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Seven-step plan to clustering Exchange servers

Decided it's a good idea to cluster your Exchange servers? Keep these seven steps handy as you embark on the process.

I occasionally receive e-mail messages from people asking me if I think that it is a good idea for them to cluster...

their Exchange Servers. In environments in which high availability is a requirement, I believe clustering is a good idea. However, before you jump blindly into clustering, you need to know what you're getting yourself into.

There's a common misconception that installing Exchange onto a cluster is no different than installing Exchange onto a single server. In reality, however, the process is quite different.

Clustered environments make use of virtual servers. A virtual server is basically a logical server that is node independent. An application, such as Exchange, is assigned to a virtual server, which is running on a specific clustered node. If the node fails, the virtual server is moved to another node in the cluster. The client is never aware of the failure (aside from a brief interruption in service) because they are communicating with a portable, virtual server rather than a physical server.

Step 1: Get some training. Because of the inherent complexities in setting up and maintaining a clustered Exchange environment, I strongly recommend getting some cluster-specific training prior to beginning the implementation.

Step 2: Choose Microsoft compatible hardware. Plan carefully when choosing your cluster hardware. You need to make absolutely sure that the hardware you choose is on Microsoft's hardware compatibility list. Although it's always a good idea to look at the hardware compatibility list, it's very common to see Windows running perfectly well on non-certified compatible hardware. Even so, guaranteeing hardware compatibility is absolutely essential for a clustered environment because of the unique demands being placed on the hardware.

Step 3: Select the hardware work horses. Another thing to consider when choosing your hardware is performance. Remember that clustering is different than network load balancing. In a clustered environment, one server handles the entire workload, while the other just waits to take over if necessary. The hardware that you choose must be capable of comfortably handling all of the demands that Exchange places on it, while still leaving resources available for the clustering service to use and to accommodate future growth.

Step 4: Redundancy is a good thing. Another consideration when choosing your clustered hardware is redundancy. Think about it this way: You are thinking about installing a cluster as a way of providing high availability. Why not guarantee even higher availability by building as much redundancy as possible into each of the cluster's nodes? By building redundancy into each node, you reduce the chances of a failover ever happening, which is a good thing. Depending on your configuration, failovers can keep your server online, but preparing to bring the failed server back online can get really messy. Believe me when I say that you really want to prevent a failover from ever happening if you can.

Step 5: Variety is not a good thing. Make sure you select identical hardware for each node. I have seen instances in which someone has made a cluster work with dissimilar hardware, but the cluster seems to be more stable when identical hardware is used. This is especially true of the cluster's NIC cards. All NICs should be of the same make and model and should have the same firmware version. You should also use the same NIC driver across all nodes.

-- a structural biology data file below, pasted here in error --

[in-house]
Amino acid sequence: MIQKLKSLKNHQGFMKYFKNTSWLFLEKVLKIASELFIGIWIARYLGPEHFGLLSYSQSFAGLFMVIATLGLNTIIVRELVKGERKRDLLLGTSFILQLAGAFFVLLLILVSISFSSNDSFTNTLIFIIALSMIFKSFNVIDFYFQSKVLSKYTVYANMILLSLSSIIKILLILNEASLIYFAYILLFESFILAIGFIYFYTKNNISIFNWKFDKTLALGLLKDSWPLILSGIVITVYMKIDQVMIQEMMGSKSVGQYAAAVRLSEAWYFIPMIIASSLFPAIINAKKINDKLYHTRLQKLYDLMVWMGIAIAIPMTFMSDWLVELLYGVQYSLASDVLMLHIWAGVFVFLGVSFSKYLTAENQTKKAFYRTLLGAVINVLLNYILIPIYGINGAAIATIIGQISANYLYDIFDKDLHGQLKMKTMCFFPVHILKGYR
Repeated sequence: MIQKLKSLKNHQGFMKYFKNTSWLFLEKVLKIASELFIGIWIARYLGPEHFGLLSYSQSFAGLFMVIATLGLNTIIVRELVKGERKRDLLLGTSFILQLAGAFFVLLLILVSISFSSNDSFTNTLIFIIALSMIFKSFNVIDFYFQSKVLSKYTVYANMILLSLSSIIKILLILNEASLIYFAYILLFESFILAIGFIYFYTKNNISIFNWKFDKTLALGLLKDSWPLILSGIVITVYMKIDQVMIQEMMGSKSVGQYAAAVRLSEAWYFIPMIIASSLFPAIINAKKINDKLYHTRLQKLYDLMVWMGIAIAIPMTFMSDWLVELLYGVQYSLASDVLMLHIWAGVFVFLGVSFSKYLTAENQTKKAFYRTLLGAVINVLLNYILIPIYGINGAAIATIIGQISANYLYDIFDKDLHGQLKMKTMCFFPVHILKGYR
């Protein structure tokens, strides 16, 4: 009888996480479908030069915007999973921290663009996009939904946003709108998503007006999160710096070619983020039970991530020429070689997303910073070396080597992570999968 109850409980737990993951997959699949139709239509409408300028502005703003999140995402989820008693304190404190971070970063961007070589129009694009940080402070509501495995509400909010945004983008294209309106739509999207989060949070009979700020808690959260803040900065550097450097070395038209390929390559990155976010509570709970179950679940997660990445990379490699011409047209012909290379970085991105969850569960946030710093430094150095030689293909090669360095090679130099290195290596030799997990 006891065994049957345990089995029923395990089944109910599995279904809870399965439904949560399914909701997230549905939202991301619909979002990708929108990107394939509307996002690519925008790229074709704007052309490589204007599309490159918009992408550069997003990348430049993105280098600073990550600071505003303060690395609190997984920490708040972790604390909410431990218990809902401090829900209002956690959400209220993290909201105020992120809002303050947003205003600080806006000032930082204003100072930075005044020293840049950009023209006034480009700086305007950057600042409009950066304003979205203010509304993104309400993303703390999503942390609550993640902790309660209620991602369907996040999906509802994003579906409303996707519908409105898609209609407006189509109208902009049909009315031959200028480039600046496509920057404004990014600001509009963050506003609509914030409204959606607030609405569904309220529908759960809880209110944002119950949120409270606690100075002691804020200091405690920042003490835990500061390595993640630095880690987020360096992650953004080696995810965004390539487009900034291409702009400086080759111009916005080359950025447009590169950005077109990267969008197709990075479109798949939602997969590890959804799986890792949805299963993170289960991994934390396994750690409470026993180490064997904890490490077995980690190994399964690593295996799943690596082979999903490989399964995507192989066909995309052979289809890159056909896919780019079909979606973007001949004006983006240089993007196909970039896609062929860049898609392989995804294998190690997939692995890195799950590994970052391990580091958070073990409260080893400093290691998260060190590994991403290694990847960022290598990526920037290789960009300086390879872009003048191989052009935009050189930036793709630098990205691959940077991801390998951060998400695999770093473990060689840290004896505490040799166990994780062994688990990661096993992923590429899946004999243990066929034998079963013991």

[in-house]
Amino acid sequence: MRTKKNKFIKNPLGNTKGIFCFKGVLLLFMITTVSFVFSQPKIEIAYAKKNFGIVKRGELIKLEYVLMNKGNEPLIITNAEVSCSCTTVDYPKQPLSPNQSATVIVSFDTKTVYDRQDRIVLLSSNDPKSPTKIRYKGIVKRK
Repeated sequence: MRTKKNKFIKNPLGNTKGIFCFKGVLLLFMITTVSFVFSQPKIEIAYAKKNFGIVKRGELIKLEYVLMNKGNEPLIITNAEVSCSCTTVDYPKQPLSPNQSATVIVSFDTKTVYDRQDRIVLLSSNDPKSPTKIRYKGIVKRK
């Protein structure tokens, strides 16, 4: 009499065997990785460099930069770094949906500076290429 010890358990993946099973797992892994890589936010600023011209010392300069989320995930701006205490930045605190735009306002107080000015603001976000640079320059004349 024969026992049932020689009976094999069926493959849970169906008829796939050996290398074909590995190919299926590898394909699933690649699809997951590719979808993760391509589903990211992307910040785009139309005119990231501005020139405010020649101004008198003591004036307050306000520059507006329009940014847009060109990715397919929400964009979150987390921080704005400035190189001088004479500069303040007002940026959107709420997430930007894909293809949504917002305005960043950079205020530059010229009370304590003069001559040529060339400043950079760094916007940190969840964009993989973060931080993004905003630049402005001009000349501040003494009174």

Step 6: Remember that Exchange is not self contained. If you really want to prevent Exchange failures, then you must understand that Exchange isn't entirely self contained. Exchange is very dependant on both domain controllers and on global catalog servers. No where is this more true than in a clustered environment.

For example, imagine that you had a two node Exchange cluster. Now imagine that the network contained two other servers, a domain controller and a domain controller/global catalog server. Now imagine that the global catalog server goes off line. This might not seem like a huge deal at first because Exchange can still access the Active Directory via the other remaining domain controller. However, if DSAccess can't contact a global catalog server, it will cause the System Attendant to fail. If the System Attendant fails, the Information Store will also fail. This will cause the cluster to have a failover, but the failover will not fix the problem because the problem is external to the node.

Step 7: Plan on 2 global catalog servers. A possible solution to avoiding Exchange failures is planning to have at least two global catalog servers on the same network as the Exchange Server. This way, if one Global Catalog fails, Exchange will not crash as a result.

You could even tilt the odds in your favor even more by placing multiple NICs in each Global Catalog server. You could then connect each NIC to a different network segment. That way if a hardware failure causes a communications failure over an entire network segment, the Exchange server could use an alternate segment to continue communicating with the Global Catalog servers.

Brien M. Posey, MCSE, is a Microsoft Most Valuable Professional for his work with Windows 2000 Server and IIS. Brien has served as the CIO for a nationwide chain of hospitals and was once in charge of IT security for Fort Knox. As a freelance technical writer he has written for Microsoft, CNET, ZDNet, Tech Target, MSD2D, Relevant Technologies, and numerous other technology companies. You can visit Brien's personal Web site at http://www.brienposey.com.

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